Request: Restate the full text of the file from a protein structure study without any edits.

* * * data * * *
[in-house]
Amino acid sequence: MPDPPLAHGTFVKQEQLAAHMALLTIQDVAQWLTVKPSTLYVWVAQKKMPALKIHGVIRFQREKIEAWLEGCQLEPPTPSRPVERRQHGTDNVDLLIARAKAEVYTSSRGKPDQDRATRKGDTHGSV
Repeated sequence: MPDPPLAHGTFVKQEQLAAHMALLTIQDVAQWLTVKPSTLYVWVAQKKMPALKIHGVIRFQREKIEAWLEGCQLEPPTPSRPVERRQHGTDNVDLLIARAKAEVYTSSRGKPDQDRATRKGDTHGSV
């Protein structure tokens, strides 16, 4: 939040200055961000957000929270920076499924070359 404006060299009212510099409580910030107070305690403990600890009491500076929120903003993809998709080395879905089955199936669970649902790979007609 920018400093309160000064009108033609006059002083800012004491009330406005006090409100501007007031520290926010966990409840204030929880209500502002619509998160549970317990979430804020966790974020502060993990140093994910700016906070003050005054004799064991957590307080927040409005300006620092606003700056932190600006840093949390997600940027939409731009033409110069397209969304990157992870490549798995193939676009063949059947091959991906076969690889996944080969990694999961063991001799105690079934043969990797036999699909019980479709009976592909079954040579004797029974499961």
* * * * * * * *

[in-house]
Amino acid sequence: MPDPPLAHGTFVKQEQLAAHMALLTIQDVAQWLTVKPSTLYVWVAQKKMPALKIHGVIRFQREKIEAWLEGCQLEPPTPSRPVERRQHGTDNVDLLIARAKAEVYTSSRGKPDQDRATRKGDTHGSV
Repeated sequence: MPDPPLAHGTFVKQEQLAAHMALLTIQDVAQWLTVKPSTLYVWVAQKKMPALKIHGVIRFQREKIEAWLEGCQLEPPTPSRPVERRQHGTDNVDLLIARAKAEVYTSSRGKPDQDRATRKGDTHGSV
């Protein structure tokens, strides 16, 4: 939040200055961000957000929270920076499924070359 404006060299009212510099409580910030107070305690403990600890009491500076929120903003993809998709080395879905089955199936669970649902790979007609 920018400093309160000064009108033609006059002083800012004491009330406005006090409100501007007031520290926010966990409840204030929880209500502002619509998160549970317990979430804020966790974020502060993990140093994910700016906070003050005054004799064991957590307080927040409005300006620092606003700056932190600006840093949390997600940027939409731009033409110069397209969304990157992870490549798995193939676009063949059947091959991906076969690889996944080969990694999961063991001799105690079934043969990797036999699909019980479709009976592909079954040579004797029974499961």